■Stress. Stress causes a similar reaction to cold in the body, and likewise the body's response may be exaggerated in people with Raynaud's.

Blood vessels in spasm
With Raynaud's, arteries to your fingers and toes go into what's called vasospasm. This narrows your vessels dramatically and temporarily limits blood supply. Over time, these same small arteries may also thicken slightly, further limiting blood flow. The result is that affected skin turns a pale and dusky color due to the lack of blood flow to the area. Once the spasms go away and blood returns to the area, the tissue may turn red before returning to a normal color.

Cold temperatures are most likely to trigger an attack. Exposure to cold can be as simple as putting your hands under a faucet of running cold water, taking something out of the freezer or exposure to cold air. For some people, exposure to cold temperatures isn't necessary. Emotional stress alone can cause an episode of Raynaud's.

Raynaud's may be partly an inherited disorder.
Dx'd with MS & HNPP (hereditary peripheral neuropathy) 7/03 but must have had MS for 30 yrs before that. I've never taken meds for MS except 1 yr experiment on LDN. (I found diet, exercise, sleep, humor, music help me the most.)
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Postby Lyon » Fri Jan 01, 2010 11:26 am

.
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Postby euphoniaa » Fri Jan 01, 2010 12:02 pm

Lyon wrote:
euphoniaa..per Mayo wrote:your fingers and toes go into what's called vasospasm. This narrows your vessels dramatically and temporarily limits blood supply. Over time, these same small arteries may also thicken slightly, further limiting blood flow. The result is that affected skin turns a pale and dusky color due to the lack of blood flow to the area.

That's very interesting euphoniaa. Offhand do you know if those are also legitimate steps of hypothermia...when conditions actually warrant it?

Bob


Hi Bob,

I looked up hypothermia, but it seems to refer only to the all-over version. I do have to say that when it happens while I'm outside somewhere and have no way to warm my hands, it's downright SCARY and it hurts like hell. I always wonder whether it can cause true frostbite:

By Mayo Clinic staff

When exposed to very cold temperatures, skin and underlying tissues may freeze, resulting in frostbite. The areas most likely to be affected by frostbite are your hands, feet, nose and ears.

If your skin looks white or grayish-yellow, is very cold and has a hard or waxy feel, you may have frostbite. Your skin may also itch, burn or feel numb. Severe frostbite can cause blistering and hardening. As the area thaws, the flesh becomes red and painful.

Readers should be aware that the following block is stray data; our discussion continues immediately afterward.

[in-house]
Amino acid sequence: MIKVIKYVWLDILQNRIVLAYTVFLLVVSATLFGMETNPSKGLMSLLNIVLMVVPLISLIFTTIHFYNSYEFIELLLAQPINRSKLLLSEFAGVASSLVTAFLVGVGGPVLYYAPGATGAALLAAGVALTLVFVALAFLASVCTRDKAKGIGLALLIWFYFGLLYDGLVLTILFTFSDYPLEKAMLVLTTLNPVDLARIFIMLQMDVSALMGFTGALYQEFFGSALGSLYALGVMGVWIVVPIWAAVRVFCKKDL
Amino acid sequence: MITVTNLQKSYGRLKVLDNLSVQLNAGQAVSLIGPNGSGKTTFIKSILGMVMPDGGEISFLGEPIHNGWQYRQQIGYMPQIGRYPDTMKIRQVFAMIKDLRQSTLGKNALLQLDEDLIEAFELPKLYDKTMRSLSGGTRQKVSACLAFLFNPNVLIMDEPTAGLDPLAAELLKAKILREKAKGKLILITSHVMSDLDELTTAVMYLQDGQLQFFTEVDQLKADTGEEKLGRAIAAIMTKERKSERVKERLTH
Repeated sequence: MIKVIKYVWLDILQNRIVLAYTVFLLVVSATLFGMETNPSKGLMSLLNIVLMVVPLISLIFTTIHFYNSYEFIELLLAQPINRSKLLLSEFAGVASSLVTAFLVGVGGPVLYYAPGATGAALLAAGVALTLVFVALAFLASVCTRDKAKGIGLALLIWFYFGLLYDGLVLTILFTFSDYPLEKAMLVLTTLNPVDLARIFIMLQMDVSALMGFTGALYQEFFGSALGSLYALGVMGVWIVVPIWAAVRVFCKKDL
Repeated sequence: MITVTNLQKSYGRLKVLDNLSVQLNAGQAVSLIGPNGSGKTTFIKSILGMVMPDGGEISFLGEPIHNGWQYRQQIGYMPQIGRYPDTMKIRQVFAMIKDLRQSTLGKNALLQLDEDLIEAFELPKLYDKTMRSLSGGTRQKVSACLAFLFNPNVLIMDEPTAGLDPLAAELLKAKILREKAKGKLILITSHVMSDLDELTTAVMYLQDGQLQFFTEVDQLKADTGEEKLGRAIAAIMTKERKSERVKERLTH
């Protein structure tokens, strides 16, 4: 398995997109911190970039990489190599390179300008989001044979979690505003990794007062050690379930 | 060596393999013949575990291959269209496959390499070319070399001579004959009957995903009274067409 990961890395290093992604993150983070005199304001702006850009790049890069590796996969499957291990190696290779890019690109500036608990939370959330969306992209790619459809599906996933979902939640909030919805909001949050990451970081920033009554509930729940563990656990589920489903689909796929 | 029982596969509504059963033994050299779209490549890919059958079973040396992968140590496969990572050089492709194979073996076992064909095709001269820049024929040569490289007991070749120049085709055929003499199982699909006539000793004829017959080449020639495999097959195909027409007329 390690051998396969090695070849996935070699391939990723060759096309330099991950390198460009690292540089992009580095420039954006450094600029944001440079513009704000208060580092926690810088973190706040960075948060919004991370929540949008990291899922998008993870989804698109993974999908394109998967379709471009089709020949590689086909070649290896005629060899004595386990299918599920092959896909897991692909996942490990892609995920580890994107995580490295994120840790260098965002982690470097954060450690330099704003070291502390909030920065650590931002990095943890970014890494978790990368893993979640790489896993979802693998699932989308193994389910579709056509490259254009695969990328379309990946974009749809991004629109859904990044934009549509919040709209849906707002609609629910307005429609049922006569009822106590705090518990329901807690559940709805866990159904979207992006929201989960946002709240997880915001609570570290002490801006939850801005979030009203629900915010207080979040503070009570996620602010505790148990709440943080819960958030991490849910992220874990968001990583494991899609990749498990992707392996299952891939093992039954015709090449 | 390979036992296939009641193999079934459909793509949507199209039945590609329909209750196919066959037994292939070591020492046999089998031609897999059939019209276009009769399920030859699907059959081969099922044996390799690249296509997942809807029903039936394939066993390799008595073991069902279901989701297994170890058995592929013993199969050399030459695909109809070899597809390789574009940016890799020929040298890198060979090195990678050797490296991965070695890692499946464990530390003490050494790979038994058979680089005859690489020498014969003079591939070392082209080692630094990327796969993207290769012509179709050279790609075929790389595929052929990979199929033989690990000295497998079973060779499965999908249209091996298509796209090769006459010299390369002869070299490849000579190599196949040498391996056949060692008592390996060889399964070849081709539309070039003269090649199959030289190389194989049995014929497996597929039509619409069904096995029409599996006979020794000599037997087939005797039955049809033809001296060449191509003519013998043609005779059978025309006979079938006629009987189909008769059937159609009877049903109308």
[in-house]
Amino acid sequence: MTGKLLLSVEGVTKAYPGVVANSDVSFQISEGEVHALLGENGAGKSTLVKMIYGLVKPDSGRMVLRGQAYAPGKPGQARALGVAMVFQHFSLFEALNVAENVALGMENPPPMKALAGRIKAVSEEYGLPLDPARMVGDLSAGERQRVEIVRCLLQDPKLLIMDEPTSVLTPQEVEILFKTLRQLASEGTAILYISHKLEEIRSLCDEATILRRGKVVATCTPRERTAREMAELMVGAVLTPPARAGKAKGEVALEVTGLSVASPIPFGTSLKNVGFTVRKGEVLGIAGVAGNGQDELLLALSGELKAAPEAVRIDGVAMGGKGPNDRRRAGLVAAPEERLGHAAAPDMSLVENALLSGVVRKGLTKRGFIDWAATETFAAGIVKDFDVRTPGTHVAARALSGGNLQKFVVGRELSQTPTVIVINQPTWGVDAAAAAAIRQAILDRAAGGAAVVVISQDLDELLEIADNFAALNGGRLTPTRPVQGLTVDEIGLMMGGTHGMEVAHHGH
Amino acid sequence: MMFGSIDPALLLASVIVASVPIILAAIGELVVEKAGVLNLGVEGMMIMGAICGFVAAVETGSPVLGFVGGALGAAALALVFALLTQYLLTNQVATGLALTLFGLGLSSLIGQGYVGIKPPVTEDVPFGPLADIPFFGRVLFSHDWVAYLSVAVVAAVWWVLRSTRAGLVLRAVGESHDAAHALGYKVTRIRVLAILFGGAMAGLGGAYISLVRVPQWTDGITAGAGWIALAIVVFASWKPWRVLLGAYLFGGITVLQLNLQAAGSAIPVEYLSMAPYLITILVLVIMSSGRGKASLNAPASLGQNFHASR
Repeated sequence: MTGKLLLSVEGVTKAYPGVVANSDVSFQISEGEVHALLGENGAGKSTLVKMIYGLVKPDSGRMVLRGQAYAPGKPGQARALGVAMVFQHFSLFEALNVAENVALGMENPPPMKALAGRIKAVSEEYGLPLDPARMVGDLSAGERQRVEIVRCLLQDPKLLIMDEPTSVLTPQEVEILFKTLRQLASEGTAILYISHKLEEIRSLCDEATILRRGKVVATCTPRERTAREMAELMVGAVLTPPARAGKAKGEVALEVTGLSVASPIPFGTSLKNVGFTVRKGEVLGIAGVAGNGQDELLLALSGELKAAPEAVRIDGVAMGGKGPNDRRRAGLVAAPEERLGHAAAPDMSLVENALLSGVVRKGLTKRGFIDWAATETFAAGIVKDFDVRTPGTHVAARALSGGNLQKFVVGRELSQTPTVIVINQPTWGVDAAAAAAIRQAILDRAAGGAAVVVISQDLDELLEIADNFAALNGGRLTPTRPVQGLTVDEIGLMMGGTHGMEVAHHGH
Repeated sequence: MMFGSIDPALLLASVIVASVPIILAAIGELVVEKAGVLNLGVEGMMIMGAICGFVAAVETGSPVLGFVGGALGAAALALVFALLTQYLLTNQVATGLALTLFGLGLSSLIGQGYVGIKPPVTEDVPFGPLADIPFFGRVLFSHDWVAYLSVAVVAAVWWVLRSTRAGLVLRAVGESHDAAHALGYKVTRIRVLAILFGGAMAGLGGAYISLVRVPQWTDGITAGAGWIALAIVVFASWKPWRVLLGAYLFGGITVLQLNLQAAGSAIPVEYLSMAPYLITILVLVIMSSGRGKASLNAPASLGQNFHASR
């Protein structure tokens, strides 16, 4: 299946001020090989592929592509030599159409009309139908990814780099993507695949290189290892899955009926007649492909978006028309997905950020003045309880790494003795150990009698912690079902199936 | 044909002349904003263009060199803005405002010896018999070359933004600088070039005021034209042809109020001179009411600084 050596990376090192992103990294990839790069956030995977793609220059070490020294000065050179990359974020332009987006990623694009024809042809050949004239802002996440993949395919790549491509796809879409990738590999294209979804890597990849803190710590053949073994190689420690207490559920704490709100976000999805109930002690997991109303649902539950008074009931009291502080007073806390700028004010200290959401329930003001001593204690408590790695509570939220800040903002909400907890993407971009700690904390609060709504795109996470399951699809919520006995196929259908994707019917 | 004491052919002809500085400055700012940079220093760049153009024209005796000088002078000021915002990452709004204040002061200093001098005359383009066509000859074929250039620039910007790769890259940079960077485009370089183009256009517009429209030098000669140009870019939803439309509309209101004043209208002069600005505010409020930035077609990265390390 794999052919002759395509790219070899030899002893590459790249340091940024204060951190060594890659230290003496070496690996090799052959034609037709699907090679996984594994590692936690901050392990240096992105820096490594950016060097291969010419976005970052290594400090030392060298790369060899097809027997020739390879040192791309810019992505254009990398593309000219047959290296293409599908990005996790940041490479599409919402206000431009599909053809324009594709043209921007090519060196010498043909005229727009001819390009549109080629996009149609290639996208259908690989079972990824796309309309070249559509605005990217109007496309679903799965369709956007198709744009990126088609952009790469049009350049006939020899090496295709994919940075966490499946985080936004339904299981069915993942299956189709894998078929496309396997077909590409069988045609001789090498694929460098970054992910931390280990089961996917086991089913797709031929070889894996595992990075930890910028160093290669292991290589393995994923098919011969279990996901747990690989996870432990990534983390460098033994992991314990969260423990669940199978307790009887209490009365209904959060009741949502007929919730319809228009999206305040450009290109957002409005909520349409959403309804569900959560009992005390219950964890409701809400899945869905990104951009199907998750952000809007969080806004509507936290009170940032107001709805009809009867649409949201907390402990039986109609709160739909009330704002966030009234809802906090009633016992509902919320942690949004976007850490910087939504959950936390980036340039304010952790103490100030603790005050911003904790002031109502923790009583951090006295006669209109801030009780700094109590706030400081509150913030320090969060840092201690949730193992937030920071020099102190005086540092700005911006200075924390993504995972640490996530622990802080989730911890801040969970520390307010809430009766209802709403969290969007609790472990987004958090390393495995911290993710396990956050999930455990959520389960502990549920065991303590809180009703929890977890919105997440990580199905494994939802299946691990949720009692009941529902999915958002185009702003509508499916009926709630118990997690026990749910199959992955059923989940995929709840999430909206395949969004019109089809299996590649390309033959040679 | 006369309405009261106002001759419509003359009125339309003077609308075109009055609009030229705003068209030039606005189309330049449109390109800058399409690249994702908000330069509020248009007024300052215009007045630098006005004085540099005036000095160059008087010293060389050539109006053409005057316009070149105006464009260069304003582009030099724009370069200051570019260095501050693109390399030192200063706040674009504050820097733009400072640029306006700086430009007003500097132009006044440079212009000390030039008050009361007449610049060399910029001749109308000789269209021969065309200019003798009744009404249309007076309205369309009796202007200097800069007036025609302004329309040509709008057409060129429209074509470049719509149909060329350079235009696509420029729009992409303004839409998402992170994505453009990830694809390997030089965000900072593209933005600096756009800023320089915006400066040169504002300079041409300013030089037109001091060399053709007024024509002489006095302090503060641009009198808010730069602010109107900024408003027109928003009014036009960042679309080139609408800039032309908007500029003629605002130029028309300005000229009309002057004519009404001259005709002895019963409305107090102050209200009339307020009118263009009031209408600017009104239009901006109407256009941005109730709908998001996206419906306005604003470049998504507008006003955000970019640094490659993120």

That's why I say Raynaud's limits my life so much more than MS does. In fact, my house just cooled off a couple of degrees, so now one of fingers just turned white and started throbbing.

But, I keep forgetting to mention THE CURE for Raynaud's. After all these years, I've found it doesn't help to put on 2 more pairs of gloves, or hold my hands over the heat, or go into a warm room. The ONLY thing that works is to stick my hand inside my shirt against my skin, moving it from one spot to another, and they warm up in just a minute or two! You can't even tell where the white spots were.

This is really different than the deep, deep cold of being outside, where it takes a long time to warm your body (and your hands) back up. In fact, it's possible for me to have cold-all-over hands when I'm outside (like they're close to frostbite) AND white spots from Raynaud's at the same time. Or to be warm all over, but have frozen fingertips while handling frozen food in the grocery (It's hard to discreetly warm them up there. :) )

People hate it when I say things like this, but...MS is usually easier for me to deal with than the other crap in my life. :D
Dx'd with MS & HNPP (hereditary peripheral neuropathy) 7/03 but must have had MS for 30 yrs before that. I've never taken meds for MS except 1 yr experiment on LDN. (I found diet, exercise, sleep, humor, music help me the most.)
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Postby Lyon » Fri Jan 01, 2010 1:28 pm

..
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Postby pamf » Fri Jan 01, 2010 1:58 pm

Just following up on this, something I've concluded is that my Raynaud's seems to occur specifically when my core temperature has cooled. I can go out kayaking (as I did today, for example) and my hands will just about freeze off me, but the rest of me is warm, so I don't get Raynaud's. If, however, I sit in my office all day and gradually cool down, it happens.

Back to the CCSVI connection, I do wonder about the mention of narrowing of the small arteries. Is this perchance similar to the narrowing of the jugulars currently being investigated in relation to CCSVI?